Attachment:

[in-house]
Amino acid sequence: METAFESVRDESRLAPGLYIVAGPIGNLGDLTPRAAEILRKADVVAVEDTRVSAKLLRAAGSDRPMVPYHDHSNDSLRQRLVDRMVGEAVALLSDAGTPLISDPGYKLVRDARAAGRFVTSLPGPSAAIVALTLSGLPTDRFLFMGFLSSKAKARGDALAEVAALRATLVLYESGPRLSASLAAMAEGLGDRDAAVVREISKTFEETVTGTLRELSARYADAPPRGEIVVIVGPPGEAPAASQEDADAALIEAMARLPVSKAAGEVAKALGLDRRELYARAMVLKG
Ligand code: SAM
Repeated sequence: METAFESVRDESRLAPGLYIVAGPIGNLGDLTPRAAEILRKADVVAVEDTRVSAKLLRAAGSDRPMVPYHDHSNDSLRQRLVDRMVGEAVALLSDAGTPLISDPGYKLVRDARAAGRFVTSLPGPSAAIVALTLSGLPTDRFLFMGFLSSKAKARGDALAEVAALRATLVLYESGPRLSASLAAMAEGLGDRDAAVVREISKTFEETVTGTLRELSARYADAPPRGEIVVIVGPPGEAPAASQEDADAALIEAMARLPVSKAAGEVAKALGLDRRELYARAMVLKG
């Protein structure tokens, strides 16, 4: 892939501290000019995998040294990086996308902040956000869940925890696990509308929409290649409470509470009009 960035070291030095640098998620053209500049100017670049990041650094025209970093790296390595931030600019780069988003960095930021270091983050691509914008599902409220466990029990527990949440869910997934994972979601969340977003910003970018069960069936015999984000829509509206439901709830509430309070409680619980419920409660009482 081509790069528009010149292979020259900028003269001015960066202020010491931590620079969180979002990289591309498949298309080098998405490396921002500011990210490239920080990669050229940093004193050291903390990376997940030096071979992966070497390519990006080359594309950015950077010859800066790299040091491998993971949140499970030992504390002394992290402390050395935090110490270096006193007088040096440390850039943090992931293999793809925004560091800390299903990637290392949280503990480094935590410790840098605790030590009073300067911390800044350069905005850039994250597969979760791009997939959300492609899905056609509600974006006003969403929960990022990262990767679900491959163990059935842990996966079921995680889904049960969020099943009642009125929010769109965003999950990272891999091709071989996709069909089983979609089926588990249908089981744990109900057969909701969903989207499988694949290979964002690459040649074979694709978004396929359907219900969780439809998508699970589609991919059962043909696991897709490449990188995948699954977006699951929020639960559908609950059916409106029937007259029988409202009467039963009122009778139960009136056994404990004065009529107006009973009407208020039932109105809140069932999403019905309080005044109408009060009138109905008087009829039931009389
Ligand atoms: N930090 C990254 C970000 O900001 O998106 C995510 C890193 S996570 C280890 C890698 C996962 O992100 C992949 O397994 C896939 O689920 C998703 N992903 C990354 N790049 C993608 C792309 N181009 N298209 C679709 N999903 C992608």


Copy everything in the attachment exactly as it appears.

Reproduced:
[in-house]
Amino acid sequence: METAFESVRDESRLAPGLYIVAGPIGNLGDLTPRAAEILRKADVVAVEDTRVSAKLLRAAGSDRPMVPYHDHSNDSLRQRLVDRMVGEAVALLSDAGTPLISDPGYKLVRDARAAGRFVTSLPGPSAAIVALTLSGLPTDRFLFMGFLSSKAKARGDALAEVAALRATLVLYESGPRLSASLAAMAEGLGDRDAAVVREISKTFEETVTGTLRELSARYADAPPRGEIVVIVGPPGEAPAASQEDADAALIEAMARLPVSKAAGEVAKALGLDRRELYARAMVLKG
Ligand code: SAM
Repeated sequence: METAFESVRDESRLAPGLYIVAGPIGNLGDLTPRAAEILRKADVVAVEDTRVSAKLLRAAGSDRPMVPYHDHSNDSLRQRLVDRMVGEAVALLSDAGTPLISDPGYKLVRDARAAGRFVTSLPGPSAAIVALTLSGLPTDRFLFMGFLSSKAKARGDALAEVAALRATLVLYESGPRLSASLAAMAEGLGDRDAAVVREISKTFEETVTGTLRELSARYADAPPRGEIVVIVGPPGEAPAASQEDADAALIEAMARLPVSKAAGEVAKALGLDRRELYARAMVLKG
């Protein structure tokens, strides 16, 4: 892939501290000019995998040294990086996308902040956000869940925890696990509308929409290649409470509470009009 960035070291030095640098998620053209500049100017670049990041650094025209970093790296390595931030600019780069988003960095930021270091983050691509914008599902409220466990029990527990949440869910997934994972979601969340977003910003970018069960069936015999984000829509509206439901709830509430309070409680619980419920409660009482 081509790069528009010149292979020259900028003269001015960066202020010491931590620079969180979002990289591309498949298309080098998405490396921002500011990210490239920080990669050229940093004193050291903390990376997940030096071979992966070497390519990006080359594309950015950077010859800066790299040091491998993971949140499970030992504390002394992290402390050395935090110490270096006193007088040096440390850039943090992931293999793809925004560091800390299903990637290392949280503990480094935590410790840098605790030590009073300067911390800044350069905005850039994250597969979760791009997939959300492609899905056609509600974006006003969403929960990022990262990767679900491959163990059935842990996966079921995680889904049960969020099943009642009125929010769109965003999950990272891999091709071989996709069909089983979609089926588990249908089981744990109900057969909701969903989207499988694949290979964002690459040649074979694709978004396929359907219900969780439809998508699970589609991919059962043909696991897709490449990188995948699954977006699951929020639960559908609950059916409106029937007259029988409202009467039963009122009778139960009136056994404990004065009529107006009973009407208020039932109105809140069932999403019905309080005044109408009060009138109905008087009829039931009389
Ligand atoms: N930090 C990254 C970000 O900001 O998106 C995510 C890193 S996570 C280890 C890698 C996962 O992100 C992949 O397994 C896939 O689920 C998703 N992903 C990354 N790049 C993608 C792309 N181009 N298209 C679709 N999903 C992608």